Change, continuity and cultural identity as traced through the people and place of Ambohimanga, Madagascar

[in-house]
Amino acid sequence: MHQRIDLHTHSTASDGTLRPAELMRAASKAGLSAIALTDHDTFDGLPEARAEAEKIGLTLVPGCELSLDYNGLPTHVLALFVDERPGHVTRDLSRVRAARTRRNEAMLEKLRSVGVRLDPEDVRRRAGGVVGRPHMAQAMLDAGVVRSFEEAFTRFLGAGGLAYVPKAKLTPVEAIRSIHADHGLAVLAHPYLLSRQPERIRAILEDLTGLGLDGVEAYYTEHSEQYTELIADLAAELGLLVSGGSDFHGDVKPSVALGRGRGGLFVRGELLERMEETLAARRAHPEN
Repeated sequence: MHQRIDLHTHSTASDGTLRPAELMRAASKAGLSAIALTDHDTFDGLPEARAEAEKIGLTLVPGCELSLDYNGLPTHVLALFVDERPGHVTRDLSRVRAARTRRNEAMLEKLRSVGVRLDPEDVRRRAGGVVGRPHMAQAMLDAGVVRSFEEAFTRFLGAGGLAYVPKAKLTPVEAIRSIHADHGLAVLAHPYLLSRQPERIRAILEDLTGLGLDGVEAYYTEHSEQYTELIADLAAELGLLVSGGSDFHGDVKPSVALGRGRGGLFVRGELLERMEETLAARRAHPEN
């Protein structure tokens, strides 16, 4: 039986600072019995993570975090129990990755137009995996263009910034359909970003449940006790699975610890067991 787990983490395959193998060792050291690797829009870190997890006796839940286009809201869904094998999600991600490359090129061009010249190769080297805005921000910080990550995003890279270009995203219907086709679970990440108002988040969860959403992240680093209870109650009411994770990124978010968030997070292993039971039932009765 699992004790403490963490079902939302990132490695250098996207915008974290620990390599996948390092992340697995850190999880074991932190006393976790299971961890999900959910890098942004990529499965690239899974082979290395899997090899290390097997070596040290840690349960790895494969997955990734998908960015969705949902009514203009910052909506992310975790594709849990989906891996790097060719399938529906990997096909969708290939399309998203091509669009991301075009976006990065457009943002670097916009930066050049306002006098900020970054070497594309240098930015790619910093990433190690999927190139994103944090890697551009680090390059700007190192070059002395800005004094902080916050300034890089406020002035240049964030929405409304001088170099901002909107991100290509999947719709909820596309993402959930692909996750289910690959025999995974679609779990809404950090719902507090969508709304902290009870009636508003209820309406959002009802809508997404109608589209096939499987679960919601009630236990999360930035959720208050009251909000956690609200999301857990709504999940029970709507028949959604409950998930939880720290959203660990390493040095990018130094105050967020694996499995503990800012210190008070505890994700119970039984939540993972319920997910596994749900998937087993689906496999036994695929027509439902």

This thesis is about the Tsimahafotsy Merina of Ambohimanga, Madagascar, and the relationship between their collective concept of cultural identity and the cultural landscape in which they live. The Tsimahafotsy, once the dominant cultural group on the island have, over the last century, lost their political and social dominance, yet they remain united in a position of perceived privilege and power, a situation which inspired my thesis question: How did the Tsimahafotsy Merina build and maintain such a distinct, coherent and enduring sense of cultural identity in spite of significant and prolonged forces of change? I argue that the Tsimahafotsy have built and maintained their position as a result of a shared concept of socio-cosmic order in which they hold a dominant position, with their ancestors and tradition serving as a mediating mechanism to excessive change. Although the Tsimahafotsy appear to have undergone significant political, economic, social and cultural transformations from the early phases of their history to the present, evolution has in fact been conservative and additive, and the fundamental imago mundi upon which the Tsimahafotsy's collective identity is based has therefore remained consistently intact. I attempt to demonstrate that the cultural landscape of Ambohimanga has played a significant part in creating and maintaining this "ideal" socio-cosmic order over time, through its role as a powerful communication system. The order has been explicitly and symbolically mapped onto Ambohimanga's cultural landscape (an integral part of the Tsimahafotsy's everyday and ritual lives) as it slowly and additively evolved from the early phases of Tsimahafotsy history to the present. As with their political, economic, social and cultural world, the forces of change that the Tsimahafotsy have encountered have exerted influence over Ambohimanga's cultural landscape, but this has been largely surface change. When we peel back the layers by considering archeological and anthropological sources together (a method I call "archaeological anthropology"), a fundamental continuity of meaning for those initiated into this powerful visual language is revealed. Thus, as a result of their conservative approach to change, the visual vocabulary of Ambohimanga's cultural landscape has remained comprehensible to the Tsimahafotsy, and its meaning consistent - thereby playing a significant role in the Tsimahafotsy's rise to a position of domination in Imerina and Madagascar, and maintaining their collective image of themselves as privileged and powerful despite current political and economic realities.